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31 May 1999

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Science friction

What do Star Trek, orientalism and America's fear of Japan have in common? Everything, says Ziauddin Sardar

The Star Trek (ST) enterprise, with all its films and multiple television shows, is a great barometer of American consciousness. For the past 30 years it has been exposing the latent fears and anxieties as well as the visible hopes and aspirations of the American people. And inevitably, whenever the shows begin to sag and the ratings drop, a new villain who taps right into that American state of mind is introduced to reverse the decline. Last year, Voyager, the youngest of ST's progenies, was declared by even the most zealous fans to be dull and ready for an early grave. But the arrival in the last season of the half-Borg character Seven of Nine restored the warp drive. Thanks to Seven, Voyager started its fifth season this month on a triumphant note.

Seven, played by the svelte and curvaceous Jeri Ryan, is clearly every man's dream babe. But when we first meet her, she is a different person, a Borg. Draped with wires, fitted with mechanical arms and eyes, and complete with zombie skin, she is all machine with no individual identity. She is linked to a hive mind that exists as a collective. This drone collective is the most dangerous foe of the Federation. But what or who are the Borg?

A major element in the success of ST siblings - The Next Generation (TNG), Deep Space Nine (DSN) and Voyager - is their representation of aliens in terms of the deep-seated anxieties of Pax Americana. The xenobiology of ST is littered with marauding aliens that have been constructed like a patchwork quilt with the fabrics of orientalism. The main foe in TNG is the warrior race of Klingons, who, with their genetic predisposition to treachery and fatalism, their emphasis on honour at the expense of justice, contain more than a shade of the Saracens of the Crusades. Indeed, to ensure that we transform all the orientalist illusions to contemporary geopolitics, they even fight, in the age of phasers, with scimitars. The Cardassian empire, currently engaged in a life-and-death struggle with Commander Sisko of DSN, contains more than a passing reference to contemporary China. Like the orientalist representations of the Chinese, the Cardassians love family and tradition, revere their elderly and their ancestors, eat anything that moves and have a herd-like instinct. And like today's China, they are determined to seek a dominant position in all matters. The Borg are to Voyager what the Klingons and Cardassians are to TNG and DSN. But there is a major difference that makes the Borg rather special.

The central question that ST shows address is the problem of how we imagine the "undiscovered country" that is the future. This question is explored in an explicit, indeed overstated, framework of double diversity. The shows are not only grounded in multiculturalism, but also work within a number of different and highly specialised disciplines. The latest theories, controversies and ideas from anthropology, sociology, linguistics, psychology, physics, astronomy and electronics can all be found debated and deconstructed in TNG, DSN and Voyager. ST is constantly questioning the modernist underpinnings of western civilisation - the notion of perpetual progress and economic expansion, the truth of reason and science, the self-assurance of morality, authority and identity. All those categories, in fact, that we now know, thanks to a herd of social theorists, to be in crisis.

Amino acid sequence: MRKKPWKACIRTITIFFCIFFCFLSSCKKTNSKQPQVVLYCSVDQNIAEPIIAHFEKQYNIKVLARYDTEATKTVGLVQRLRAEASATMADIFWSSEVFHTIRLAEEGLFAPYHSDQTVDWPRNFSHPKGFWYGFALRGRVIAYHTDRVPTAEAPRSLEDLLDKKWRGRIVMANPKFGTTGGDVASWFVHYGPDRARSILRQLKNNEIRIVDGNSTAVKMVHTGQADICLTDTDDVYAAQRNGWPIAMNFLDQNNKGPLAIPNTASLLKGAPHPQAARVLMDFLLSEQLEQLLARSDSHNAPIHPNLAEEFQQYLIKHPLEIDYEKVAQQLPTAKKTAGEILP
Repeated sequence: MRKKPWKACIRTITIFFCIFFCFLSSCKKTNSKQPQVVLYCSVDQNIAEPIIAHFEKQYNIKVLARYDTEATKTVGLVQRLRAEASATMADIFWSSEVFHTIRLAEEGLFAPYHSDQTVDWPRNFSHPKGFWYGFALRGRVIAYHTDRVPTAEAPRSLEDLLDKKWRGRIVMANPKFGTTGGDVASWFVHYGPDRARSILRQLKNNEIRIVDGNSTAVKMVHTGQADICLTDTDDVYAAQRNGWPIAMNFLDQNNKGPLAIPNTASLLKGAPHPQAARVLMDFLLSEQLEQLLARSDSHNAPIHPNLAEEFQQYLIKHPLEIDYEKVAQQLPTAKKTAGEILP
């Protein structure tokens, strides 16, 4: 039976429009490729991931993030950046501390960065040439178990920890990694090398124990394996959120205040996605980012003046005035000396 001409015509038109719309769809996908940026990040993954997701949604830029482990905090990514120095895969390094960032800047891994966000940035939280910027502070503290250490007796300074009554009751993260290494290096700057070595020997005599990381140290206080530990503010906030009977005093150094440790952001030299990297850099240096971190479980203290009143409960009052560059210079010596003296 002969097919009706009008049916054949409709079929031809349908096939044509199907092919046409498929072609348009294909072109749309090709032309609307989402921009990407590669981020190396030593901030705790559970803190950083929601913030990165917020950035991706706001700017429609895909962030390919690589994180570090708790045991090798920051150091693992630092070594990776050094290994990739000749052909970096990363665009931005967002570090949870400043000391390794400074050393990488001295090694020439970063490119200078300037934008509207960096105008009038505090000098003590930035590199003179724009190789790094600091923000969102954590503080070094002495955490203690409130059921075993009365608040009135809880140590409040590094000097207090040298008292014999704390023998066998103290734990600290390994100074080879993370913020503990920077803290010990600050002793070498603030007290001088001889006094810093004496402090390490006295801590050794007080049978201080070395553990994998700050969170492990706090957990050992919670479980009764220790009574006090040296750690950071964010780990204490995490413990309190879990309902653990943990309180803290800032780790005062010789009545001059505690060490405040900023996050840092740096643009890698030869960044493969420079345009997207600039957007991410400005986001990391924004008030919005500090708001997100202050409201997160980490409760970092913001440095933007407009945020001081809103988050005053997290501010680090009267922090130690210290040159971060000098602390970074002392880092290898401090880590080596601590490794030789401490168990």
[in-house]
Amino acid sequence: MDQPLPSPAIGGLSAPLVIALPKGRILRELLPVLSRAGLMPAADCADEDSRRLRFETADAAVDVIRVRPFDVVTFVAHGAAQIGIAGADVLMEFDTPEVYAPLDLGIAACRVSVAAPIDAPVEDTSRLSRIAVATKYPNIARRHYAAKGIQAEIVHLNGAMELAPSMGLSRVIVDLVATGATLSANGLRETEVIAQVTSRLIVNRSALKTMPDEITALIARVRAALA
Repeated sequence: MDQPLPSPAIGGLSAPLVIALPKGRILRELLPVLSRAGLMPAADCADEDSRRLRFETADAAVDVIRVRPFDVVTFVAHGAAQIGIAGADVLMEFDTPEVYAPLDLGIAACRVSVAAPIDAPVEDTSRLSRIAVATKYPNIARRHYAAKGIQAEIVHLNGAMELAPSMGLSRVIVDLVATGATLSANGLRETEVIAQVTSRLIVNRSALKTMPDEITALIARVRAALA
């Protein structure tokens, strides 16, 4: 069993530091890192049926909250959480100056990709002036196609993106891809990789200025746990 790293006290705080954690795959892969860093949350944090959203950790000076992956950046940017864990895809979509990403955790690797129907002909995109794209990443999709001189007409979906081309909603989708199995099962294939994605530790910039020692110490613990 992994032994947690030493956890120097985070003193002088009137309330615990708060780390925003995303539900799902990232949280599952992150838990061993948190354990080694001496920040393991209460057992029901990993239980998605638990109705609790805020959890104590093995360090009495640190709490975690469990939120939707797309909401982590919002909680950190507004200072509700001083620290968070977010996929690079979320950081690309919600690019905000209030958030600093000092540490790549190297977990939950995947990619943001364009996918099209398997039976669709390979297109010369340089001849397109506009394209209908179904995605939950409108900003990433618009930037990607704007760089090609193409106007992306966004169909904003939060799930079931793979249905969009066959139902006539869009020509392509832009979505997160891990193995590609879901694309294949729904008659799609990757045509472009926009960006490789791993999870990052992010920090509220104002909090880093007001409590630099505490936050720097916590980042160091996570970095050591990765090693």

ST aliens, even with all their orientalist make-up, are never painted in black and white. They are always complex and amenable to change; today's foe may become tomorrow's friends. This framework is further enhanced by the Federation's principles of non-interference, encapsulated in the Prime Directive. Thus the ST crews seldom make moral judgements about other cultures and are always open and willing to learn from new aliens they encounter - a direct reference to contemporary dilemmas about the limits of the political and cultural representation of various others and what it means to be responsible in these postmodern times.

Yet the Borg, who have featured in the most successful ST episodes and films, have escaped this postmodern logic. With the Borg, we are seeing a 1990s reworking of the body-snatching commie-pod-people aliens of cold war science-fiction. A race of totally evil cyber zombies, the Borg cruise in spaceships that resemble big black cubes or dense solid spheres, and look to evolve by absorbing new individual races. What makes them so terrifying is their superior technology and collective will. They have a simple and direct mantra: "Resistance is futile. You will be assimilated."

As the distillation, in its purest form, of all the orientalist stereotypes of Japan, the Borg provide us with an early-warning signal of another approaching cold war. The Borg are the American fear of Japan writ large.